|Teloschistes chrysophthalmus - the Tangerine|
|The bush supporting the impressive Teloschistes chrysopthalmus - the|
'Tangerine', which can just be seen half way up on the left of the bush
|Illosporiopsis christiansenii, parasitic fungus on Physcia tenella|
Although Teloschistes chrysophthalmus does appear to be appearing ever increasingly in Southern and South-eastern England, its occurrence still seems to be patchy. It will be most interesting to continue to discover the parameters and associated species with which it appears. Cattle are frequent on the grassland around Beachy Head but the field behind us, and in the places I have recently seen Teloschistes are used as horse pasture. This observation is far from conclusive, but is one that seems to be worth considering. Certainly the smell of cattle urine in areas used intensively for their pasture can be overwhelming. The smell of horse is quite different. It seems possible that there might be a link.
Not far away from where we live, there is a church with a north wall covered in an ancient plaster giving ideal conditions for a rich lichen flora. Recently my wife and I visited it in the hope of finding that other newly recorded Sussex lichen Llimonaea sorediata. I must apologise here for the wrong spelling in my previously blog where I called it Llimonia. I was delighted to see large areas of the north wall were covered in pink, and this confirmed the first record of the species for East Sussex VC 14. It was a bitterly cold day, but the churchyard was surrounded with hawthorn and blackthorn bushes festooned with a healthy and varied lichen flora of just the sort that Teloschistes is associated with. A northerly wind made eyes water, and observation difficult. I was convinced I was going to find the first churchyard record for Teloschistes, but our suffering was to no avail. At that point, I had not thought about the possibility of an association with Physcia tenella, so I will have to go back and see if I can find it there.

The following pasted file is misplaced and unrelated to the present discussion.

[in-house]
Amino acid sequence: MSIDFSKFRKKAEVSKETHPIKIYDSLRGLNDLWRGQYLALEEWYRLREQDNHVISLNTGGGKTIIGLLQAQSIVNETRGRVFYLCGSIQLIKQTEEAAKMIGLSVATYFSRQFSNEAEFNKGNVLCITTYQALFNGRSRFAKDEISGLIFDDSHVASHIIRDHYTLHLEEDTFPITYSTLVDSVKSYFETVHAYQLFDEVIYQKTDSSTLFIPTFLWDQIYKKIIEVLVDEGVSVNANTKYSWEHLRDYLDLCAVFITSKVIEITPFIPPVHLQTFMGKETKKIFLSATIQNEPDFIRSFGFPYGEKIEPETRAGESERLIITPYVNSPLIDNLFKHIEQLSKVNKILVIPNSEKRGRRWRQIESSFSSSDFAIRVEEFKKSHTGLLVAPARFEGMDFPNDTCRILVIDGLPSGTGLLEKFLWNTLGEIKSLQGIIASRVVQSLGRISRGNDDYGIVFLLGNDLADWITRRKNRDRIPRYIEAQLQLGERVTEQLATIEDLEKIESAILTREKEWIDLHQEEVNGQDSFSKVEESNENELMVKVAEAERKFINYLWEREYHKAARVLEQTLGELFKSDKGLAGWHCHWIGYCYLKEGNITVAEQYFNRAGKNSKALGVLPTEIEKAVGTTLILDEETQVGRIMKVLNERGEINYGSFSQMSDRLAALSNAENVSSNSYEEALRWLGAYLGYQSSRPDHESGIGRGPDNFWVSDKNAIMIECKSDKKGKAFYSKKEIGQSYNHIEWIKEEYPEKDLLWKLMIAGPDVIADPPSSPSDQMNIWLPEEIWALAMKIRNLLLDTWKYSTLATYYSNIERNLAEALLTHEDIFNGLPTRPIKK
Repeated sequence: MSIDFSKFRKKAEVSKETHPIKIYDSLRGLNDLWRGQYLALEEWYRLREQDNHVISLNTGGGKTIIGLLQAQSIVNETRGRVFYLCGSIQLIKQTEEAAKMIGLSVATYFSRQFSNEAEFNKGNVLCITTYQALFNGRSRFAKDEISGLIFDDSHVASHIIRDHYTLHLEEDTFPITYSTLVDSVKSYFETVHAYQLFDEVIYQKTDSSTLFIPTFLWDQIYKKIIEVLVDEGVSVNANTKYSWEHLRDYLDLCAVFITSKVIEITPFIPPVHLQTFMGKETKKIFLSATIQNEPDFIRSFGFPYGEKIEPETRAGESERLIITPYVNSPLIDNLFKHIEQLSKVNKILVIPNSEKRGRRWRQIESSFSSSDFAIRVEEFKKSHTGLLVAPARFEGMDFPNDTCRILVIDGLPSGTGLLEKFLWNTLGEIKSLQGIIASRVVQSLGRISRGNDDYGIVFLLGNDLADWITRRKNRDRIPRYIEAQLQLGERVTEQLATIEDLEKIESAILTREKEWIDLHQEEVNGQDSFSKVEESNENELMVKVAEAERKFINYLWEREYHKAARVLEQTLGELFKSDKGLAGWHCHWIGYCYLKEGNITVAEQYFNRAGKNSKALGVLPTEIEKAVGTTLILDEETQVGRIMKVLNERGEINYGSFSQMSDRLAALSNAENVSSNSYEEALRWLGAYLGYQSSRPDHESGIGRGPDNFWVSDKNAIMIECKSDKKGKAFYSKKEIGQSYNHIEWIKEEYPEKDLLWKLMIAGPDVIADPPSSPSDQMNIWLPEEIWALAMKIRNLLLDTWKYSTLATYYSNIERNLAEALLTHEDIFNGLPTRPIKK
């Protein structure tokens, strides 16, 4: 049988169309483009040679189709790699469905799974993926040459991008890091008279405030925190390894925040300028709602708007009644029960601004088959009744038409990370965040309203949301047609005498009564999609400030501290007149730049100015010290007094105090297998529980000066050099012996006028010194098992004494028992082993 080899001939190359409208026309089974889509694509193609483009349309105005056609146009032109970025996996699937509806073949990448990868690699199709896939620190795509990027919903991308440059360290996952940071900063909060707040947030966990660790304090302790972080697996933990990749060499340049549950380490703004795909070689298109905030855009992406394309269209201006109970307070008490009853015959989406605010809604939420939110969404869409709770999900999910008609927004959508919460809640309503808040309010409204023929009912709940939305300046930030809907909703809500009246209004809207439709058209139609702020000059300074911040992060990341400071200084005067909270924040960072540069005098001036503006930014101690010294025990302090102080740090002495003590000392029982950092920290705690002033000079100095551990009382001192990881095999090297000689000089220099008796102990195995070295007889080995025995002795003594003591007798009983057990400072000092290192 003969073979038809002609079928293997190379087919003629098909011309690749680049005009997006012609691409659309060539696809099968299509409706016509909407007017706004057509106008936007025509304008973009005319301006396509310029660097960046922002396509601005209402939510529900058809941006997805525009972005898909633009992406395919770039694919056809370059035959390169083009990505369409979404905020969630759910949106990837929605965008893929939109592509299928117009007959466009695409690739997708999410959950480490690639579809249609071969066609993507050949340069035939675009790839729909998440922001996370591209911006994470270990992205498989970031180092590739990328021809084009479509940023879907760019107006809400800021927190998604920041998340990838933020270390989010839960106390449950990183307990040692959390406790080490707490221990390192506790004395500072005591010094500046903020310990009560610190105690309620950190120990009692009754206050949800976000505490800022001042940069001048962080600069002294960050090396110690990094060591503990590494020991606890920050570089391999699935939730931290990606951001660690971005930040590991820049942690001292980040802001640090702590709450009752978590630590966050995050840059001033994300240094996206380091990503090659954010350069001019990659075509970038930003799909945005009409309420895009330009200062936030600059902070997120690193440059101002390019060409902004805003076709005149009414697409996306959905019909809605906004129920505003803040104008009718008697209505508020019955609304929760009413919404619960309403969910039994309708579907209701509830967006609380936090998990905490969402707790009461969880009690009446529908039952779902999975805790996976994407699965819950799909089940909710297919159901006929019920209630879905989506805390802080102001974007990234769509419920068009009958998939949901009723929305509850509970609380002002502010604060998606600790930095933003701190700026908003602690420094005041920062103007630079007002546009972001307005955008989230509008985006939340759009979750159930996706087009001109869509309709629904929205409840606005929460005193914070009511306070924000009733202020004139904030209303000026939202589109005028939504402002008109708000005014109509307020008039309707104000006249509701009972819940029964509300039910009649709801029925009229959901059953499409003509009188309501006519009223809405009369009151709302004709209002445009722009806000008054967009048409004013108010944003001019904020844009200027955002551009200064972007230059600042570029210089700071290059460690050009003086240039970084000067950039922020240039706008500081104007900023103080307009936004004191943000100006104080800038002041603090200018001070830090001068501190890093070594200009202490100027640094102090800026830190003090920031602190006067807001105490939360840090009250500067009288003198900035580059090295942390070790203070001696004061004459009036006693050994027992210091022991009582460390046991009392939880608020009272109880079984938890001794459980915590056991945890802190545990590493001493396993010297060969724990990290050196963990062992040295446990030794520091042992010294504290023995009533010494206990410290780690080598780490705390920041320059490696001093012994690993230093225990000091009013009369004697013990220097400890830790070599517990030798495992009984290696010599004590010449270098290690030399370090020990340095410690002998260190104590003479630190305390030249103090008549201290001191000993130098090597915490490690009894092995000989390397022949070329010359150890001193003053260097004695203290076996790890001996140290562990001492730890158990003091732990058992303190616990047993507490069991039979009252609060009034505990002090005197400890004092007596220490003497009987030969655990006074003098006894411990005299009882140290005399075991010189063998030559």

Looking out of the window as I wrote the first part of this, the view was dominated by blizzard conditions. The chances of driving up minor roads lined with the sort of isolated hawthorn and blackthorn bushes of the Sussex downland were worse than remote. With a bit of luck, spring is just around the corner, but soon after any improvement, leaves will festoon suitable bushes making Teloschistes observation much more difficult.
Since writing this, a field meeting has taken place in Hampshire where Mark Jackson, now the undisputed Teloschistes King was able to show others a further eleven bushes with Teloschistes in another five new locations. It does seem that the wonderful Goldeneyes lichen is becoming a new, and very welcome aspect of our lichen flora. The reasons for its sudden appearance still seem to remain something of a mystery.